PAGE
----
Economic Outlook: Here and There
- The U.S. had a strong Jobs Report last Friday. It is pretty hard not to call the U.S. employment situation pretty good. Payroll employment rose by 295,000 and unemployment rate dropped to 5.5%.
- The latest releases on U.S. manufacturing were divergent. PMI’s Manufacturing Index posted above expectations at 55.1. ISM’s Manufacturing Index came in at 52.9, a decrease from last month. This is a bit unusual to see these go in different directions, so we will continue to watch it. The effects of the dock workers strike on the West Coast could be causing some blips in the data.
- The story on Services was more consistent with both services registering strong momentum. PMI Services posted at 57.1 and ISM Services ended at 56.9.
- U.S. consumers are enjoying increased purchasing power as a result of higher incomes. For the three months ending with January, real disposable income posted an increase of 5.3%, one of the best numbers in the past two years. The increase in wages and salaries are helping consumer spending move up. Spending is up 3.4% on a year-over-year basis.
- The consumer savings rate picked up to a level of 5.5% in the recent data, so consumers are saving some of the increased income and improving their balance sheets.
- One of our favorite sources of economic data and interpretation is Austin-based Strategas. Strategas revised their forecast for Euro-zone 2015 GDP up to 2.0%, a significant change from the previous call of 1.0% growth. If Europe gets anywhere close to this, it is likely to provide strong momentum for their financial markets.
- The latest post for the Euro-zone’s PMI Manufacturing Index posted in the growth column at 51, according to Markit.
- What was notable was strength in the peripheral economies. Ireland led the pack at 57.5 (a high for the past 15 years) and lowly Spain (at 54.2) was second. The Netherlands came in at 52.2 and Italy at 51.9. France (47.6) remains in the negative column and has some ground to make up.
- German Retail Sales were a surprise on the upside in January increasing 2.9% and are up a strong 5.3% year-over-year.
- India and China both cut their posted interest rates last week in a bid to provide economic stimulus.
Equities Outlook: Reason to Worry?
- The U.S. stock market got clipped on Friday after a strong jobs report (+295,000) left investors feeling more convinced that a Fed rate hike might come sooner rather than later. Reason to worry?
- While it has been volatile so far in 2015, the S&P 500 remains in positive territory following Friday’s sell-off and is out-performing the bond market. To clear one’s head on these questions, it usually pays to look at earnings.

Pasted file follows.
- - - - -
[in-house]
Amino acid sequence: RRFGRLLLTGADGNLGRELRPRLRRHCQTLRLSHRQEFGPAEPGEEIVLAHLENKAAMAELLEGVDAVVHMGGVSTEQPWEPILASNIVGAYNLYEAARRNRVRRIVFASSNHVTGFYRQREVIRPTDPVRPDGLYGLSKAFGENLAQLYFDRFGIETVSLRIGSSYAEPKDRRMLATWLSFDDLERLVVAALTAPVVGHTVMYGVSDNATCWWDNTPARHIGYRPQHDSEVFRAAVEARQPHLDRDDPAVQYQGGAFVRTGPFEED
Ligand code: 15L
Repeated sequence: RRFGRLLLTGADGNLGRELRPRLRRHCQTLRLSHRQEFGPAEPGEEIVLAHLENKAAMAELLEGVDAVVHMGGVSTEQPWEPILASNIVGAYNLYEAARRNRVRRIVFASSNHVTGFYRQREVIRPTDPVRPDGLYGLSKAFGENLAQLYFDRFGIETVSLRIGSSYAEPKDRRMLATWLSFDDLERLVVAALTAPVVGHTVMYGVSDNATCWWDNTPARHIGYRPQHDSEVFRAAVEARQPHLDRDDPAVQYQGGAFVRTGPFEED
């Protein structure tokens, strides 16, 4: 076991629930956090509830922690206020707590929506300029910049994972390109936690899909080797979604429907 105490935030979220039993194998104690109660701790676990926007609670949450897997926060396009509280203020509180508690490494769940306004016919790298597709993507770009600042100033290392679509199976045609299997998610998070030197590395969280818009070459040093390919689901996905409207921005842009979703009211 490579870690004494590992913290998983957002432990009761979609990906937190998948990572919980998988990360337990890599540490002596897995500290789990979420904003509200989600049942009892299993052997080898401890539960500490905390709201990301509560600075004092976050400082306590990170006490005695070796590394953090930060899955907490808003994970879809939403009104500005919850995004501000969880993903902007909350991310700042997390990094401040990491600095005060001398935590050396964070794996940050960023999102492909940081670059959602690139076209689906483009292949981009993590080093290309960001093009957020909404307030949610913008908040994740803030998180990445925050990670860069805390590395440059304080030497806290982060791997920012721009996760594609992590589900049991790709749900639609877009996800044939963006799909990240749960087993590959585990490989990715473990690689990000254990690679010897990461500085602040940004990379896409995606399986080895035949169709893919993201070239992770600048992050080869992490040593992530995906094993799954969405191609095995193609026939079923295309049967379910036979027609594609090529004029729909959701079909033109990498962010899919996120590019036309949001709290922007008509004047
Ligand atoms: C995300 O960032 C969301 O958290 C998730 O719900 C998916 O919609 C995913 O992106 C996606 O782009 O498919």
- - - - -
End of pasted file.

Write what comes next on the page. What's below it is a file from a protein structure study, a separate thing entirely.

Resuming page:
- We are now pretty much complete with the reporting of Q4 earnings by S&P 500 companies so it’s time to draw some conclusions. We now have results from 96% of S&P 500 companies and on the surface, you could call the tally “mixed” compared to a year ago.
- Of the companies that have reported, 69% exceeded industry analysts’ earnings estimates by an average of 4.4%, with an earnings increase of 6.8%. That’s generally weaker than the same period last year (we were just above 70%).
- The story on the revenue side is similar. 58% have beaten analysts’ Q4 forecasts by an average of 1.6%, just weaker than last year’s comparable results of 60%. Do these comparisons suggest things are slowing up or losing momentum?
- What’s interesting is to look at the numbers without the effect of depressed energy prices on the Energy sector of the S&P 500. Without Energy included, year-over-year revenue growth comes in at +4.6% up from less than +2%. Earnings growth increased to +10.6% from +6.8%.
- Our take: the underlying trends continue to appear quite healthy.
- Fund flows are beginning to reflect investor recognition that the Euro-zone has begun to get unstuck from its economic mire. ETFs with Euro-zone exposure have received $19.3 billion in net inflows during the first two months of 2015.
- David Rosenberg provided a great summation on the Euro-zone last week in his Friday market comments: “The Euro area has currency tailwinds, monetary stimulus tailwinds, earnings revisions tailwinds and growth upgrades tailwinds…” Even home prices in Spain posted their first annual increase since 2007.
Fixed Income Markets: A Success Even Before Its Official Start?
- The QE plan for the Euro-zone announced by Mario Draghi starts officially today, as the ECB starts buying German and Italian government bonds. Based on the interest rate differentials, it might be fair to call the plan a success even before its official start.
- The differential in U.S. interest rates compared to Europe is increasingly noticeable. The U.S. Treasury yield is more than 175 basis points above the German 10-year. The appeal of our bonds makes the U.S. dollar firmer relative to foreign currencies. The Euro was below $1.10 last week, a ratio not seen in more than a decade.
- The interest rate on the 10-year U.S. Treasury Note ended last week at 2.23% on Friday. This was a strong bounce up in yield from the brief decline of the previous week and a resumption of a 4-week trend of upward movement in yield that had continued uninterrupted. Last week’s closing yield was 2.0%.
- Overall, the recently released Beige Book indicates modestly positive growth in the U.S. Our call is that there is not likely a rush by the Fed to raise rates. The odds are that the Fed will implement the first increase in rates some time later this year, but subsequent increases will not be close behind.
The Week Ahead
- U.S., NFIB Small Business Optimism Index
- U.S., Retail Sales (Census)
- European Union, Industrial Production (Eurostat)
- U.S., University of Michigan Consumer Sentiment